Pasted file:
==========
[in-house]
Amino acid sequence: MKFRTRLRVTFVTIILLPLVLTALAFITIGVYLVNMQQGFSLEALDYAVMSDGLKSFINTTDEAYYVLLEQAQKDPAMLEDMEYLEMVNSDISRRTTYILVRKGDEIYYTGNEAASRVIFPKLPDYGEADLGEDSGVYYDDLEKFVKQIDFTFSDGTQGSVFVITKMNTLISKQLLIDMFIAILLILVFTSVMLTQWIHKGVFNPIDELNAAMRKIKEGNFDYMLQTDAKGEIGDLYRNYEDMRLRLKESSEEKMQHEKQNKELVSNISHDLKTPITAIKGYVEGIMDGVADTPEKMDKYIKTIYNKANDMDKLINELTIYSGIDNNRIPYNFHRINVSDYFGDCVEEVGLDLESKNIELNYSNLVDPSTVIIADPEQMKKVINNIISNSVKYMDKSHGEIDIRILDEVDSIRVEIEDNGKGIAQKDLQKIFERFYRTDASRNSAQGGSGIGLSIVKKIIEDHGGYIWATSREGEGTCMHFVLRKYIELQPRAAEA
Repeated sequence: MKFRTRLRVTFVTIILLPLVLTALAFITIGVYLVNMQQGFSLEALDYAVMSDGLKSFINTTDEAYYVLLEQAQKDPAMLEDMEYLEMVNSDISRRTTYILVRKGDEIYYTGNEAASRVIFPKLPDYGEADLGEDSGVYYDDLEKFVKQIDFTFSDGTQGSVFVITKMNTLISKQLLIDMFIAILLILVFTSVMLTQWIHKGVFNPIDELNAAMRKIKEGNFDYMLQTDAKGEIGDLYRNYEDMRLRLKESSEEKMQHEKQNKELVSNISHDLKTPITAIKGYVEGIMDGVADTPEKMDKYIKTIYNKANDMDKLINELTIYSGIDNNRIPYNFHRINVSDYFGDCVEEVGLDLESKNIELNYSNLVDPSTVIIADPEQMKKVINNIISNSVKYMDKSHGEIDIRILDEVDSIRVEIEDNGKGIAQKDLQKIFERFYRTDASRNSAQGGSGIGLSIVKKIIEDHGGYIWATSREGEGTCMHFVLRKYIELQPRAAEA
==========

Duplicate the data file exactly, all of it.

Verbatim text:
[in-house]
Amino acid sequence: MKFRTRLRVTFVTIILLPLVLTALAFITIGVYLVNMQQGFSLEALDYAVMSDGLKSFINTTDEAYYVLLEQAQKDPAMLEDMEYLEMVNSDISRRTTYILVRKGDEIYYTGNEAASRVIFPKLPDYGEADLGEDSGVYYDDLEKFVKQIDFTFSDGTQGSVFVITKMNTLISKQLLIDMFIAILLILVFTSVMLTQWIHKGVFNPIDELNAAMRKIKEGNFDYMLQTDAKGEIGDLYRNYEDMRLRLKESSEEKMQHEKQNKELVSNISHDLKTPITAIKGYVEGIMDGVADTPEKMDKYIKTIYNKANDMDKLINELTIYSGIDNNRIPYNFHRINVSDYFGDCVEEVGLDLESKNIELNYSNLVDPSTVIIADPEQMKKVINNIISNSVKYMDKSHGEIDIRILDEVDSIRVEIEDNGKGIAQKDLQKIFERFYRTDASRNSAQGGSGIGLSIVKKIIEDHGGYIWATSREGEGTCMHFVLRKYIELQPRAAEA
Repeated sequence: MKFRTRLRVTFVTIILLPLVLTALAFITIGVYLVNMQQGFSLEALDYAVMSDGLKSFINTTDEAYYVLLEQAQKDPAMLEDMEYLEMVNSDISRRTTYILVRKGDEIYYTGNEAASRVIFPKLPDYGEADLGEDSGVYYDDLEKFVKQIDFTFSDGTQGSVFVITKMNTLISKQLLIDMFIAILLILVFTSVMLTQWIHKGVFNPIDELNAAMRKIKEGNFDYMLQTDAKGEIGDLYRNYEDMRLRLKESSEEKMQHEKQNKELVSNISHDLKTPITAIKGYVEGIMDGVADTPEKMDKYIKTIYNKANDMDKLINELTIYSGIDNNRIPYNFHRINVSDYFGDCVEEVGLDLESKNIELNYSNLVDPSTVIIADPEQMKKVINNIISNSVKYMDKSHGEIDIRILDEVDSIRVEIEDNGKGIAQKDLQKIFERFYRTDASRNSAQGGSGIGLSIVKKIIEDHGGYIWATSREGEGTCMHFVLRKYIELQPRAAEA